Shortly after this trio around the second quarter of 2015, a mid-range 135kW/270Nm 220i will launch, likely priced around the same ballpark as the 218d.
As we reported last week when we got preliminary pricing details, this pricing structure will make the BMW more expensive across the board than the B-Class, which retails from $40,900 and tops out at $50,400.
But BMW says base pricing is less important than equipment levels, and is confident cross-shoppers will look beyond the headline of the dotted-line. Frequently, base cars are optioned-up to the hilt, so BMW says it simply made what would usually be options, standard.
The 218i and 218d variants will get features including 17-inch alloy wheels, LED daytime running lights, satellite navigation on a 6.5-inch screen, park assist with a reversing camera and front/rear sensors, a Sportline package with racy artificial leather seats that fold 40:20:40 in the rear, an electric tailgate and a mechanism to lower the second row seats from inside the cargo area.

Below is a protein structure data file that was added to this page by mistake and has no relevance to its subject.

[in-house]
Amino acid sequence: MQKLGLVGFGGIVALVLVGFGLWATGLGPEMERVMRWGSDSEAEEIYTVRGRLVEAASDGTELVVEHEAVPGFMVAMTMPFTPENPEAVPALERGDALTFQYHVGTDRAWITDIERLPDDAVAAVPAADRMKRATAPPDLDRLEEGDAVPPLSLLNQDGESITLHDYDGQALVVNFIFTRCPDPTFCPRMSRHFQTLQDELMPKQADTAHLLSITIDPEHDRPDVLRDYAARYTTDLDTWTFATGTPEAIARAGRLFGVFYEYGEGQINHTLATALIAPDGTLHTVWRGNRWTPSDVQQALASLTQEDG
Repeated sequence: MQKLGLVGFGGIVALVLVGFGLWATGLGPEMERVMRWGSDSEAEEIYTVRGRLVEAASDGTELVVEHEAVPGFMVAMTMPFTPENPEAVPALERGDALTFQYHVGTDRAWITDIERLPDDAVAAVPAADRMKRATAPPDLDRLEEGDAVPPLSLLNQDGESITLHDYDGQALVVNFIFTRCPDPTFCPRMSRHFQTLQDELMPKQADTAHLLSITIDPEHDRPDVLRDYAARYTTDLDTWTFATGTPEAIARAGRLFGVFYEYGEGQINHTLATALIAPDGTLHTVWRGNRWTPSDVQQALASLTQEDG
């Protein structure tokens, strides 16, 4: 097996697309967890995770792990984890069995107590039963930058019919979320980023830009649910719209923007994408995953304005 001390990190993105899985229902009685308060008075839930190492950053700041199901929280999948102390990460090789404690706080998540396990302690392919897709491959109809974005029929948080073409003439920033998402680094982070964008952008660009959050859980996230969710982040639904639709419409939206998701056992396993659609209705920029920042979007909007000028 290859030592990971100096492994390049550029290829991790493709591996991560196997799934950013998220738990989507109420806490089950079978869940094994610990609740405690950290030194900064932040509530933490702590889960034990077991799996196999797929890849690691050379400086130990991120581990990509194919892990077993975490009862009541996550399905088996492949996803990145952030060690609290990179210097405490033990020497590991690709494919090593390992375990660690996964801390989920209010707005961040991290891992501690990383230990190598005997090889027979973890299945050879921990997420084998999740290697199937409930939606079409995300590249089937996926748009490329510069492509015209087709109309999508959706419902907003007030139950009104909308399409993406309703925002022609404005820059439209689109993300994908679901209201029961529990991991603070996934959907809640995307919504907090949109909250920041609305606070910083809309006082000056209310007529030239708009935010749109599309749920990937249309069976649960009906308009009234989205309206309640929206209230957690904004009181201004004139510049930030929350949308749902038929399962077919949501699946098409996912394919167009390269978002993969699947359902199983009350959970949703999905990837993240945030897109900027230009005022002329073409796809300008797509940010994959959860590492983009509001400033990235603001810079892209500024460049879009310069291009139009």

Also standard will be elements of BMW’s ConnectedDrive technology including a system that can call emergency services in a crash and contact a dealer when an issue is diagnosed, while active safety equipment such as lane-departure warning and forward collision warning with low-speed autonomous braking will also be thrown in as standard. There are six airbags as standard, though no NCAP rating as yet.
The forthcoming 220i will add the more powerful turbo engine but also get 18-inch alloys, full LED headlights and anti-dazzle exterior mirrors, among other features. The 225i will get on top of this adaptive dampers, aluminium inserts in the cabin, a sharper and variable steering rack and a sportier eight-speed automatic transmission.